The net tax gap, after enforcement, is $290 billion, or 14 percent of what is owed, according to the Internal Revenue Service.1 Put another way, compliance with the federal tax system stands at 86 percent. I think to most people, that compliance rate would sound quite high. After all, we rarely get 100 percent compliance with any law. Consider automobile seatbelt laws. The national compliance rate with seatbelt laws was 81 percent in 2006, and that is despite large education campaigns on that issue.2
International evidence also suggests that the federal tax compliance rate is high. Friedrich Schneider, a professor of economics at Johannes Kepler University in Austria, completed a detailed study last year on the size of underground, or shadow, economies in 145 countries.3 He is perhaps the world’s top expert on underground economies and tax evasion. Schneider defines the shadow economy to include legal activities that are not reported to governments in order to avoid taxes and regulations. Reviewing the literature, he finds that “in almost all studies, it has been found that the tax and social security contributions are one of the main causes for the existence of the shadow economy.“4
Schneider finds that the shadow economies of developing countries are much larger than those of the advanced nations of the Organization for Economic Cooperation and Development. Looking at 21 OECD nations in 2002, he found that the average size of shadow economies was 16 percent of gross domestic product. The United States had the smallest shadow economy at just 8 percent of GDP, according to Schneider’s analysis.
In a study for the International Monetary Fund in 2000, Schneider similarly found that the United States had a smaller shadow economy than nearly all other countries.5 In sum, Americans seem to be highly law‐abiding when it comes to government taxes and regulations.
Another factor to consider is that the size of the federal tax gap does not seem to have increased over the years. The Government Accountability Office noted recently that “the rate at which taxpayers voluntarily comply with our tax laws has changed little over the past three decades.“6 Thus, to the extent that the tax gap is a problem, it is not getting any bigger.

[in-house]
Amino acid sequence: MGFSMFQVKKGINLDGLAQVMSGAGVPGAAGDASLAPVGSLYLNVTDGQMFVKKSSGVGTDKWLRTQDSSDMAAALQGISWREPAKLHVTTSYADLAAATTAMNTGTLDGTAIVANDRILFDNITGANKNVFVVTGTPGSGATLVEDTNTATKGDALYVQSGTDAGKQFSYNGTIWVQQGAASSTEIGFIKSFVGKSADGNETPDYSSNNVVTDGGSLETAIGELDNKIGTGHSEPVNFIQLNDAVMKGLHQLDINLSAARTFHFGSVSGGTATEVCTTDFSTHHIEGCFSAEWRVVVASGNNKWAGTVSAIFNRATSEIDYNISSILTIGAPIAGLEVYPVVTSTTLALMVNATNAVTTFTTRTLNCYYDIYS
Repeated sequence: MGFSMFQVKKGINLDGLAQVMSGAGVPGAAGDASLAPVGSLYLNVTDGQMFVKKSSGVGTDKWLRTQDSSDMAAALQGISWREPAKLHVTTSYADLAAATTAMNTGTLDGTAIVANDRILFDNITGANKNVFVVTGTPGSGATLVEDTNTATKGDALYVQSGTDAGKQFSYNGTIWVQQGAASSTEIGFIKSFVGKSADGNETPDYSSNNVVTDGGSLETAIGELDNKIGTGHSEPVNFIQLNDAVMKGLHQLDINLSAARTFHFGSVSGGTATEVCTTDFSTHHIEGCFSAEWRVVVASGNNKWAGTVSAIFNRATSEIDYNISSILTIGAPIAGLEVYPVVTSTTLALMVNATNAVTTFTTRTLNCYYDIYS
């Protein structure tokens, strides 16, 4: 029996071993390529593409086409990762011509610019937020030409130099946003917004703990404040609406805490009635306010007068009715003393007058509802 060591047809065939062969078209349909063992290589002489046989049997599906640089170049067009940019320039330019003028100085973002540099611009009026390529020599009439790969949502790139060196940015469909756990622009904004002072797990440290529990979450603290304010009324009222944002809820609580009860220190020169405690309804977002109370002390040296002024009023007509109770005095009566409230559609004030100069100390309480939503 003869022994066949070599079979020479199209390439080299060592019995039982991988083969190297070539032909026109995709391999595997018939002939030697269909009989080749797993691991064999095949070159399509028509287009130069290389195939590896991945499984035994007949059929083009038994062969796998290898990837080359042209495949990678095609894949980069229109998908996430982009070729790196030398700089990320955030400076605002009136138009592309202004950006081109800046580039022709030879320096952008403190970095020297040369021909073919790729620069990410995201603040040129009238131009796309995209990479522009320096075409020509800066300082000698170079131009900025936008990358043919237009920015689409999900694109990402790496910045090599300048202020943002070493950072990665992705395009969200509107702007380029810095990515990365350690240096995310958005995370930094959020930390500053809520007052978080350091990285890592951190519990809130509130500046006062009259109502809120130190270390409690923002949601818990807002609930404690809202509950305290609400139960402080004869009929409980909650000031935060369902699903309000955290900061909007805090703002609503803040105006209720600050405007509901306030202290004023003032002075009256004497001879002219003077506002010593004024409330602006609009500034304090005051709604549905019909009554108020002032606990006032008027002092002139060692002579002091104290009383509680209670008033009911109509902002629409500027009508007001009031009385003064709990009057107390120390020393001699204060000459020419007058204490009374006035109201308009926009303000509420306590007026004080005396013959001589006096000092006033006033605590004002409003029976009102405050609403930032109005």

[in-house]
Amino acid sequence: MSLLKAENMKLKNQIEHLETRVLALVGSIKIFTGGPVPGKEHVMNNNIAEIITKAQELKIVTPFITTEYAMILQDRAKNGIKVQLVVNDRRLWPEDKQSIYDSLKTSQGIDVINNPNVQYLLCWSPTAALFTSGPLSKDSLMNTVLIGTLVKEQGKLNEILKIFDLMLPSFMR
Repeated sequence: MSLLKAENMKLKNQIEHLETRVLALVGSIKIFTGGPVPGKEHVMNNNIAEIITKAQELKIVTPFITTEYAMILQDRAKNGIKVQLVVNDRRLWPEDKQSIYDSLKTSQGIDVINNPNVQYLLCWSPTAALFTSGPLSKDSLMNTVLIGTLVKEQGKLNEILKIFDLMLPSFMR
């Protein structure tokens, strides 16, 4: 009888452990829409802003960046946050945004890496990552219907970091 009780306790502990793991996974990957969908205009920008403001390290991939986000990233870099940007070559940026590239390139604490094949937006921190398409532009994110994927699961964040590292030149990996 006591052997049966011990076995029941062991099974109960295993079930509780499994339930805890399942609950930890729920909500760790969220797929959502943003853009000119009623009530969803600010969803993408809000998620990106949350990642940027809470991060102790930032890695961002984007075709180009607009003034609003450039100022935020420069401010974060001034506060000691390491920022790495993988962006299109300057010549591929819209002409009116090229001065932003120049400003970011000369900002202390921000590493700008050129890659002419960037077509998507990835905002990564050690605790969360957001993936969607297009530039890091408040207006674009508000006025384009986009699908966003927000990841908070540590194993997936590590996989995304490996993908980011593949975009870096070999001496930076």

For these reasons, the intense focus in Congress on the tax gap in recent months is perplexing. Americans should pay the amount of taxes that they owe, but the tax gap is far down on a long list of problems with the federal tax system. Congress should focus on the following items as more pressing problems needing attention:7
- America’s high‐rate and uncompetitive corporate income tax, which is a growing concern in our increasingly globalized economy.
- The excessive taxation of savings and investment under the income tax, which reduces the growth rate of the U.S. economy.
- High marginal tax rates on individuals and businesses, which are a hurdle to productive activities and encourage unproductive avoidance activities.
- The enormous complexity of the tax code. The number of pages of federal tax law and regulations increased from 40,500 in 1995 to 66,498 by 2006.8
- Increasing horizontal inequity in the tax code. The plethora of deductions and credits added in recent years creates unfairness by imposing different tax burdens on people with similar incomes.
- The alternative minimum tax, which threatens to hit 30 million taxpayers by the end of the decade if not reformed or repealed.
Americans have a responsibility to pay all the taxes that they owe. But Congress has a responsibility to make sure that laws are as simple as possible and easy to comply with. With the tax code, Congress is utterly failing in its responsibility. James Madison noted that “it will be of little avail to the people that the laws are made by men of their own choice, if the laws be so voluminous that they cannot be read, or so incoherent that they cannot be understood … or undergo such incessant changes that no man who knows what the law is today can guess what it will be tomorrow.“9
Let’s make the tax code coherent first before we consider any additional regulatory actions to close the tax gap. Focusing on the tax gap first puts the cart before the horse. Let’s reform the code to increase economic efficiency and fairness, and an important byproduct will be to increase tax code compliance.